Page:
Potty Training 101
Potty Training Approach
A gentle and supportive approach to potty training will work well for both you and your little one. It’s about recognizing the needs of your toddler and being supportive of his or her feelings. Trust and encouragement are the best tools you have during this transition period. Rather than trying to rush the process, allow your child plenty of chances to practice these new skills. Praise is equally appropriate for both attempts and successes, as each occasion brings potty independence one step closer.
Potty Training Gear
There are plenty of potty training accessories available to help support you and your toddler during the potty learning phase. You will find that a portable potty will be a convenient option because it can easily be transported from room to room, and you can take it when you travel. It provides consistency, which can help to eliminate the fear of falling into the toilet that some children have. Toilets also come in a 3-in-1 design that offers a portable potty, a stool to use for reaching the sink, and a potty seat to place on top of your toilet seat.
Talking about going potty is a good precursor to actually attempting to go potty. Use plain and simple terms. Also, letting your child see other family members using the toilet can make them want to follow suit. Next, place a potty chair in the bathroom and encourage your child to sit on it — with or without a diaper. Some chairs have a removable top that can be placed directly on the toilet when your child is ready. Determining the proper chair height is easy: your child’s feet should rest firmly on the floor or a stool.
If your child is interested, have him or her sit on the potty chair or toilet without a diaper for a few minutes several times a day. It’s important that you stay with your child throughout the scheduled visit. Even if nothing happens you can still offer praise for trying.
When you notice your child squatting, squirming or holding the genital area you need to move fast. After you reach the bathroom, make sure to remind your child of the signals that just occurred and offer praise for advance notice. The sound of flushing can be a bit scary to young ears: let your child do the honours, and teach hand washing immediately afterwards.
After a few weeks of successful potty breaks you may want to try swapping diapers for training pants or regular underwear. This is cause for much celebration, and should be recognized as an achievement. If it lasts... great, but avoid belts or leotards for a while — they will hinder quick undressing in the event of a relapse. If it doesn’t, then simply treat it as another big step toward success.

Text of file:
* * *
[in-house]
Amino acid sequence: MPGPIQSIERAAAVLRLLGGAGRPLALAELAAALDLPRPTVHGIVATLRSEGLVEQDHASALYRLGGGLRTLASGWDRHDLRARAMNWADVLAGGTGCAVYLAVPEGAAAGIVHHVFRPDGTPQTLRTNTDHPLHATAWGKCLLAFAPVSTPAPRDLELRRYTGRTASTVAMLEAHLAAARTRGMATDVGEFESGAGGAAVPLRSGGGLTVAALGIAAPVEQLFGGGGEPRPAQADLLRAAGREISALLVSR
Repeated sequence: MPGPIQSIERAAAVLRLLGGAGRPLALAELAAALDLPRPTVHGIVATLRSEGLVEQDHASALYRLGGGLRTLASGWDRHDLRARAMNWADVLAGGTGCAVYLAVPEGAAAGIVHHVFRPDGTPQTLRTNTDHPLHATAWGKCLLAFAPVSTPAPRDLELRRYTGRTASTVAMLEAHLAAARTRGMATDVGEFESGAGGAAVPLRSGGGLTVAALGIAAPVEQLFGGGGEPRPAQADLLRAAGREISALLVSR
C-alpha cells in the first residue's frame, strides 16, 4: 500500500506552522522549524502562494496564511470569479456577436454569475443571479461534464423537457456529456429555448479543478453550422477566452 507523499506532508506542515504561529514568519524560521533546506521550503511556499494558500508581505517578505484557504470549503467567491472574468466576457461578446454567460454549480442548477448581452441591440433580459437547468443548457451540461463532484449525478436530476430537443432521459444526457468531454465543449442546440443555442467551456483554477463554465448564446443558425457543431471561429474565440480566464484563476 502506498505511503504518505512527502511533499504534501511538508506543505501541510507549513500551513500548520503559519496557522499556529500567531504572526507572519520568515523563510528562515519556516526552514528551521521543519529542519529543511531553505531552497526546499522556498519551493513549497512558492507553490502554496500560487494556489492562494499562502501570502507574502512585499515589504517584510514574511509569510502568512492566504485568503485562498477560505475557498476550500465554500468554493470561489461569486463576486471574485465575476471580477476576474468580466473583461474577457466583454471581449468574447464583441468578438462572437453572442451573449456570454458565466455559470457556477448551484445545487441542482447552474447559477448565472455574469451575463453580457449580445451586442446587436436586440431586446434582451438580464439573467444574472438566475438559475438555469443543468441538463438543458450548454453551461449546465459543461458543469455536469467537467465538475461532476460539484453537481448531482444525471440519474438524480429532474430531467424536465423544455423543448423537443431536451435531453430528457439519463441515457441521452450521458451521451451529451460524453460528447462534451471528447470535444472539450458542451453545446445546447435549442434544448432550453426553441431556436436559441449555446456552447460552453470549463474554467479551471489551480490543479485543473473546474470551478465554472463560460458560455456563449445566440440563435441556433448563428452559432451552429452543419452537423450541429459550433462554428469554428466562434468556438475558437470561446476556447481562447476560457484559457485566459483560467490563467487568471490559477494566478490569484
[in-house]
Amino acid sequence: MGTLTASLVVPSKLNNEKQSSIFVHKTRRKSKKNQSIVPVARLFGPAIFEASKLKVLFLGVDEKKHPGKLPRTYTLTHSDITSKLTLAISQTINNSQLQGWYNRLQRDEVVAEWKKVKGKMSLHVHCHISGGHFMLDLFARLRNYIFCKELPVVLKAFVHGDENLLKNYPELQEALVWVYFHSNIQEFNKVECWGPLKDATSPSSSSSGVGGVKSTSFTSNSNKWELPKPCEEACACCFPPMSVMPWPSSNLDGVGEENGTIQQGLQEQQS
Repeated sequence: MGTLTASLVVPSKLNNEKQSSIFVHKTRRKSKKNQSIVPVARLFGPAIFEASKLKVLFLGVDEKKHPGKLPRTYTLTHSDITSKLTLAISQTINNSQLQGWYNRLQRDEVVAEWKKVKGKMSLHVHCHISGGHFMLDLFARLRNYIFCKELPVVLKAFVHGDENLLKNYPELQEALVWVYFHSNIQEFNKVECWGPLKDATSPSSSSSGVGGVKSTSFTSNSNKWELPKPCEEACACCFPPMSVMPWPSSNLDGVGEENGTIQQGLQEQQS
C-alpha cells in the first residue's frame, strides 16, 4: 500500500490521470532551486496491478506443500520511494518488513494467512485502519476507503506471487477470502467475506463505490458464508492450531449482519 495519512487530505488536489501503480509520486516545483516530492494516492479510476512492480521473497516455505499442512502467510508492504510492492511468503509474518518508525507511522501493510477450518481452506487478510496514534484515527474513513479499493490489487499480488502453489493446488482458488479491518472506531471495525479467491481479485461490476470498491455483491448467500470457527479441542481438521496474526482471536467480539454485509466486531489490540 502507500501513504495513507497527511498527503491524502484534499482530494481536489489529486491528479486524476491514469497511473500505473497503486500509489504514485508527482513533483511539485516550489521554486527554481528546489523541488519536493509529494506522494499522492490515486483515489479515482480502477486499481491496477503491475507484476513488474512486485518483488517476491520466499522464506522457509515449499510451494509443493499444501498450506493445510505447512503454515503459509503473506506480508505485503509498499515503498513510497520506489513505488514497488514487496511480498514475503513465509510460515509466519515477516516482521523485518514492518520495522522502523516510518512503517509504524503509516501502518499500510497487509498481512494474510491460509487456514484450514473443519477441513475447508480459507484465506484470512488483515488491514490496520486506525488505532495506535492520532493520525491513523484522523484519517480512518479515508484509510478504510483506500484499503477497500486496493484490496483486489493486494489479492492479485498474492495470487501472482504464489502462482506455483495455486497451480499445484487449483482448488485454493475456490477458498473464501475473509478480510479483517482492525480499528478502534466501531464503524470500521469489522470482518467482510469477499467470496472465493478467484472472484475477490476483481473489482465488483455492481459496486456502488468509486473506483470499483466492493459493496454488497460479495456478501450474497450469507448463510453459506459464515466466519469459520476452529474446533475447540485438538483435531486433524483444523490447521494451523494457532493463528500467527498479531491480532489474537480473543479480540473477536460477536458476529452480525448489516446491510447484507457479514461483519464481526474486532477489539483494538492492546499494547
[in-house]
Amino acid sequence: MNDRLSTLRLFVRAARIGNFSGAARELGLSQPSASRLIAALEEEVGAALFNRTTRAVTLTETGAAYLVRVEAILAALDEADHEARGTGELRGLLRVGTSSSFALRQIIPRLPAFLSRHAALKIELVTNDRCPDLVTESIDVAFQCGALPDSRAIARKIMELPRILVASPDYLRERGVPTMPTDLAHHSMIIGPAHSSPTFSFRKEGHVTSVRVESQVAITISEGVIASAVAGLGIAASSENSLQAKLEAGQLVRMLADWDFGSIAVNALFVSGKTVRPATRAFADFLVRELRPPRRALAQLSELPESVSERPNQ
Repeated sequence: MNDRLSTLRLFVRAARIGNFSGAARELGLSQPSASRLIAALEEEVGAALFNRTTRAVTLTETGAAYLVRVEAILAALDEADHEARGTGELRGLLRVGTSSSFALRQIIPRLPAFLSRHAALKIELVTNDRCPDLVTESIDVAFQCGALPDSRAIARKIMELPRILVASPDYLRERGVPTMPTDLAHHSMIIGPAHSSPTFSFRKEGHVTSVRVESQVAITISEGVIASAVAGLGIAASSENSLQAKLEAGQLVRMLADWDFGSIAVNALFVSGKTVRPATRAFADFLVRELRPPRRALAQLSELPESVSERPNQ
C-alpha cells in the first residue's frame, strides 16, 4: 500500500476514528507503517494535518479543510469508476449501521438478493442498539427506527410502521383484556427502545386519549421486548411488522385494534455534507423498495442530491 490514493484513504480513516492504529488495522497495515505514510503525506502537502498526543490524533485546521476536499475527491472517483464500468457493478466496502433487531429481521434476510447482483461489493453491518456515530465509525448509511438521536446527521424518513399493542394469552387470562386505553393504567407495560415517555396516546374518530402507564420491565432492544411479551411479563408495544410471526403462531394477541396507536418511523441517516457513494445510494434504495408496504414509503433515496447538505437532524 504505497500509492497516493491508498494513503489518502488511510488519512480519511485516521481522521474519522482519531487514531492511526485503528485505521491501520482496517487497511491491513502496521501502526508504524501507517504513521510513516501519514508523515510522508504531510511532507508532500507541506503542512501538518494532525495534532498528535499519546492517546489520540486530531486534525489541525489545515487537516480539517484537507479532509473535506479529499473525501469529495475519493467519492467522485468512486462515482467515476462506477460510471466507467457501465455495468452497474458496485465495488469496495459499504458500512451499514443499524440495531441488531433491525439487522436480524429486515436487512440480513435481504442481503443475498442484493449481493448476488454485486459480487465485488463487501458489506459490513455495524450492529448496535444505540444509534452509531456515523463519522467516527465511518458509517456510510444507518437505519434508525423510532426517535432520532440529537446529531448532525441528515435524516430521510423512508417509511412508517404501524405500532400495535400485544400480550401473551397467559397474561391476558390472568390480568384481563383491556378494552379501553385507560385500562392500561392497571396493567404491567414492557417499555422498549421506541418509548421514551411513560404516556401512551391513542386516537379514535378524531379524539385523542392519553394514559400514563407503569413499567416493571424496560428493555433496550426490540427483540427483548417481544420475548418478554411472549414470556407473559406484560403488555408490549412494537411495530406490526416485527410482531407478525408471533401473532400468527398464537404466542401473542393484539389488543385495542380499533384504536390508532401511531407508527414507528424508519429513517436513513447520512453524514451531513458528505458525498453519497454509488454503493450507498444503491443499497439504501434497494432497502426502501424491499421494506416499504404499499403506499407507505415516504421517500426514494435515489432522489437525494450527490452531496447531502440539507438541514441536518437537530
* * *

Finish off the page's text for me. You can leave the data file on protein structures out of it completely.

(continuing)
Night Potty Training
Night potty training can take a little bit longer for your toddler to learn. This is because when your child is sleeping it isn’t always easy for him or her to recognize the need to go. It is okay for you to put diapers or training pants on your child at night until he or she is more confident. You may also wish to use disposable bed mats to make cleaning up accidents as simple as possible.
Potty Training Boys
For boys, it's usually easier for them to master urination sitting down, and then try standing up after bowel training is complete. It is common for potty training boys to take a little extra time than girls. You will want to offer your son plenty of encouragement but let him advance at his own pace. Some boys are ready to start at 18 months whereas others may not be ready to potty train until 4 years of age.
Potty Training Girls
When potty training should start will depend on when your little girl expresses a desire to learn. This can mean wanting to copy the behaviour of older family members, or simply recognizing the physical need to go. Most often, the potty training phase for girls begins between 2 and 3 years of age. Take care to teach your daughter to wipe carefully from front to back to prevent bringing germs from the rectum to the vagina or bladder.
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